A Cold War nuclear command centre has re-opened its three tonne blast-proof doors to the public after extensive restoration over winter.
Scotland’s Secret Bunker underwent refurbishment to mark its 20th anniversary celebrations this year.
Opened to the public in 1994 after being decommissioned in the late ’80s following the collapse of the Soviet Union, the bunker is now one of Fife’s major tourist attractions.
As part of a variety of improvements, visitors will now be able to see a remodelled British Telecom room and the specialist equipment needed to feed an astonishing 2800 phone lines to the bunker.
James Mitchell, managing director, said: “We felt it was time for a fresh look at how everything was being presented and we’ve invested in a series of information screens throughout the museum which will help bring the bunker to life for our visitors, in addition to our audio tour which explains the history of the bunker in full.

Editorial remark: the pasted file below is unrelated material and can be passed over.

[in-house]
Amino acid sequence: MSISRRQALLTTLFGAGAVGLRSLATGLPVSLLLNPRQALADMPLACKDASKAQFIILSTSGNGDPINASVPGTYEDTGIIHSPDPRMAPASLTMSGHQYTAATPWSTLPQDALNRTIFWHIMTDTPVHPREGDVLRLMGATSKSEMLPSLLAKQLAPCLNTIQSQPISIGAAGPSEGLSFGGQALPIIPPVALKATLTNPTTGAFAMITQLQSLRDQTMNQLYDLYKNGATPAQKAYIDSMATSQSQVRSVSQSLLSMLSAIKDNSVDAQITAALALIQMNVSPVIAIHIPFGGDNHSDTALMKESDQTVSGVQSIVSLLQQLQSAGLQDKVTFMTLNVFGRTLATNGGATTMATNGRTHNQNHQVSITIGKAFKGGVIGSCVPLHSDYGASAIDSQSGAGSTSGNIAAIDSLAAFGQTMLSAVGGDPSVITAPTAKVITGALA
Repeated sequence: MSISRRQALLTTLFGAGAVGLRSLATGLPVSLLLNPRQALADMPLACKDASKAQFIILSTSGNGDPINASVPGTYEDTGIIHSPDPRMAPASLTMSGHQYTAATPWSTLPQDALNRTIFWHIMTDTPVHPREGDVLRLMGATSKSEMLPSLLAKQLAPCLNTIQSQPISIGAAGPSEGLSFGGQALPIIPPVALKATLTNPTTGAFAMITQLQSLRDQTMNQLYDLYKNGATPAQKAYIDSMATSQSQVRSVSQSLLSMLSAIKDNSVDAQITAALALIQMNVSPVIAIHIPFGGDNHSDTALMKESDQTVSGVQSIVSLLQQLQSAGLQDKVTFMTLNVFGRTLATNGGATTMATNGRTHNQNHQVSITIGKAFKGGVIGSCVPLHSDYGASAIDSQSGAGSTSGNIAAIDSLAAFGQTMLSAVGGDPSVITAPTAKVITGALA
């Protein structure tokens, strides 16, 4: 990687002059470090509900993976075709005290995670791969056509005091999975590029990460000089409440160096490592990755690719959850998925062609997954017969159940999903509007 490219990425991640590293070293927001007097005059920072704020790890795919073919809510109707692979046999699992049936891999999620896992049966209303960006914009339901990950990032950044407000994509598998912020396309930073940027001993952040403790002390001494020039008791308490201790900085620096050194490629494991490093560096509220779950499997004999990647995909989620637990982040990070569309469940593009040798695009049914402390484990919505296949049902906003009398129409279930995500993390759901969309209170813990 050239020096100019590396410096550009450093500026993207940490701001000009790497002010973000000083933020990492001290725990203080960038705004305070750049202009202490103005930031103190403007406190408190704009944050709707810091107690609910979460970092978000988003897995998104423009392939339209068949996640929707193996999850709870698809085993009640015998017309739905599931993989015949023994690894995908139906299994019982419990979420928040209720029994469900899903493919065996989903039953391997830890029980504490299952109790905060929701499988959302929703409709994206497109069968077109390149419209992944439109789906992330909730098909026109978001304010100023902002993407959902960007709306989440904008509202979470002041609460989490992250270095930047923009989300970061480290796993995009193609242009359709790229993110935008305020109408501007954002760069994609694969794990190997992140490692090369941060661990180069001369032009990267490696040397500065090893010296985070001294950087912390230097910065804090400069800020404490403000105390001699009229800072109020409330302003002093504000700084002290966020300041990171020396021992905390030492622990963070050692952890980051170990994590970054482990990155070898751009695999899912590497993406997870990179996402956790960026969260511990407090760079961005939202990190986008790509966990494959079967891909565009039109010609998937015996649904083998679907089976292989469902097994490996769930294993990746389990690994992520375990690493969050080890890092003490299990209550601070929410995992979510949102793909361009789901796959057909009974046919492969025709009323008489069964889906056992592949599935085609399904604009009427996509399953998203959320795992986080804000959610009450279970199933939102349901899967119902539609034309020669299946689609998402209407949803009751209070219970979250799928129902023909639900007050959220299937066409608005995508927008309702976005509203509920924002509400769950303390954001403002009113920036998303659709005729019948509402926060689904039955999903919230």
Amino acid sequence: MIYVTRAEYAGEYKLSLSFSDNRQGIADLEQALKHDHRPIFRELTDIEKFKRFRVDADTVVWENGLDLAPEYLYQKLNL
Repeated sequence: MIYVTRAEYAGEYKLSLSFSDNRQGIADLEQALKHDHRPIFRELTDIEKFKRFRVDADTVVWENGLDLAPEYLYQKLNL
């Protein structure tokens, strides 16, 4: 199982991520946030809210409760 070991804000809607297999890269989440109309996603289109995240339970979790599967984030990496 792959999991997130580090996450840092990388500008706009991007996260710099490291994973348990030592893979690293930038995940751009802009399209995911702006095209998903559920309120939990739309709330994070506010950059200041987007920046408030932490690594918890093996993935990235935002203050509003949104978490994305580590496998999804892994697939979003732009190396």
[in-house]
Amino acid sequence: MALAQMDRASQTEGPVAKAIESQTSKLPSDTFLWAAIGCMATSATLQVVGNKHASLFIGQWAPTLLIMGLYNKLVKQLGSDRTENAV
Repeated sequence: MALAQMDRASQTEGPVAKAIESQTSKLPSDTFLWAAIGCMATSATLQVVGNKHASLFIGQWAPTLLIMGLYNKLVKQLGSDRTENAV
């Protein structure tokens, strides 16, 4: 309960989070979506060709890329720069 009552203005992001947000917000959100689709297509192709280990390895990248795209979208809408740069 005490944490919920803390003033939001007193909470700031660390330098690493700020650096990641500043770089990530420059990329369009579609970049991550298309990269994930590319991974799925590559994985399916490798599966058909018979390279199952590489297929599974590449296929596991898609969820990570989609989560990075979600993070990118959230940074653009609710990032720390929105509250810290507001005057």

“We’re also very excited about being able to extend and show off areas of the bunker that may have never been seen before.”
For more information visit www.secretbunker.co.uk
Recently a whole host of television programmes marked 30 years from when we were, literally, on the brink of a nuclear war. Since the bunker only opened to the public 20 years ago, people are amazed at just how recent and real the threat was, and just how prepared we were. welcoming tens of thousands of visitors through its blast doors every year.
One room which has been extensively remodelled was the British Telecom equipment room where never-seen before areas have now been revealed, allowing Cold War (and, indeed, telecoms) enthusiasts to see the specialist communications equipment which were in operation to distribute the 2800 phone lines connected to the bunker, and which would have been the main line of communication with the outside world in the event of a nuclear attack on Scotland.